In 2015, the European Commission imposed definitive anti-dumping duties on imports of citric acid from China by implementing Regulation (EU) 2015/82. In early 2016, the anti-dumping measures were then extended to imports of citric acid from Malaysia.
Since then, companies have had to pay a definitive anti-dumping duty of up to 42.7% on imports of citric acid from China and Malaysia.
However, certain companies can also benefit from reduced duty rates if the correct documentation is submitted.
The anti-dumping measures on imports from China should expire at the end of January 2020. The Commission has now announced its intention to review the expiry in the framework of an expiry review. During the period of the review, the anti-dumping measures will be maintained.
Anti-dumping duty on citric acid
The product concerned is citric acid (including tri-sodium citrate dihydrate) falling within tariff headings 2918 14 00 and 2918 15 00 (TARIC code 2918 15 00 11 and 2918 15 00 19).
Expiry review extends anti-dumping duties
The European Commission received a complaint in autumn 2019 from two European companies representing 100% of the total Union production of citric acid. The request asks the Commission to carry out an investigation into the possible extension of the anti-dumping measures in force.
The producers are concerned that the expiry of the measures could lead to a continuation of dumping and further damage to EU industry.
The companies argued that there are distortions in China, in particular in the raw material, petrochemical and chemical sectors, which have an impact on the production and sale of citric acid. Furthermore, they argued that there is currently unused production capacity in China which, if measures were allowed to lapse, would lead to increased imports of citric acid from China into the EU at dumped prices.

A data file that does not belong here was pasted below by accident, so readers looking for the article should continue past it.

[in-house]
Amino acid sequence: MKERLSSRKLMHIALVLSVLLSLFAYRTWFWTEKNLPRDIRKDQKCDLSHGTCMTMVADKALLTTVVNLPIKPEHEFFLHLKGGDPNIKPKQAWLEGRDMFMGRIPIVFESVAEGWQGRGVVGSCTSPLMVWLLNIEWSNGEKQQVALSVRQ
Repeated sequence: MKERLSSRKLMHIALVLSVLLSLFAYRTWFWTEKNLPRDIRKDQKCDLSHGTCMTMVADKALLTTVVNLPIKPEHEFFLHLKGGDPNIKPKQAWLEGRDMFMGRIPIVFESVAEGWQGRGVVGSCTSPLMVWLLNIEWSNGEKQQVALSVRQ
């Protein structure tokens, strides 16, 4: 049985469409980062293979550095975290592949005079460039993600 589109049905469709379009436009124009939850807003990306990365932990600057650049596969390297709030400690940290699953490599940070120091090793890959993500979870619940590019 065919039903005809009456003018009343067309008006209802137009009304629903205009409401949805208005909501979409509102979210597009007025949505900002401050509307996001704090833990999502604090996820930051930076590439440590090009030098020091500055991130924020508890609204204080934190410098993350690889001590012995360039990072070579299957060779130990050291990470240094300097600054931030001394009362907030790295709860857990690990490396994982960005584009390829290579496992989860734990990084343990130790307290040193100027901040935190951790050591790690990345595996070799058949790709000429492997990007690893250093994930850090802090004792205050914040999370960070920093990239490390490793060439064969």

Furthermore, the anti-dumping measures in force would be responsible for the recovery of the European industry. If the measures were not extended, the Union industry would likely suffer further injury.
The Commission considers that there is sufficient evidence to conclude that this is the case. An expiry review will now examine the need for the continuation of anti-dumping duties on the product concerned.
The investigation is expected to be concluded within 12 to 15 months from the date of disclosure. Under certain conditions, it was also possible to participate in the investigation, in particular as an interested party. During the investigation period, companies must continue to pay the anti-dumping duties in force.
At the end of the review, the Commission will then decide whether the existing anti-dumping measures should be maintained or repealed as planned. On the other hand, there are no plans to change the anti-dumping measures in force.
Circumvention of anti-dumping duties on citric acid
The expiry review was preceded by a number of anti-dumping measures.
By implementing Regulation (EU) 2015/706 of 30.04.2015, the European Commission initiated on its own initiative an investigation into the alleged circumvention of the anti-dumping measures and the registration of the product.
The anti-circumvention investigation concerned imports of citric acid originating in China. Imports of citric acid from Malaysia should be made subject to registration. It was irrelevant whether they were declared as originating in Malaysia or not.
In any event, if there is already a legitimate request for back-payment of anti-dumping duties on citric acid from China, this obligation must be respected.
Illegal circumvention or evasion of anti-dumping duties by declaring the wrong tariff headings, for example, regularly constitutes a customs offence. The result is a criminal investigation by the customs investigation office, often against the parties involved and the management.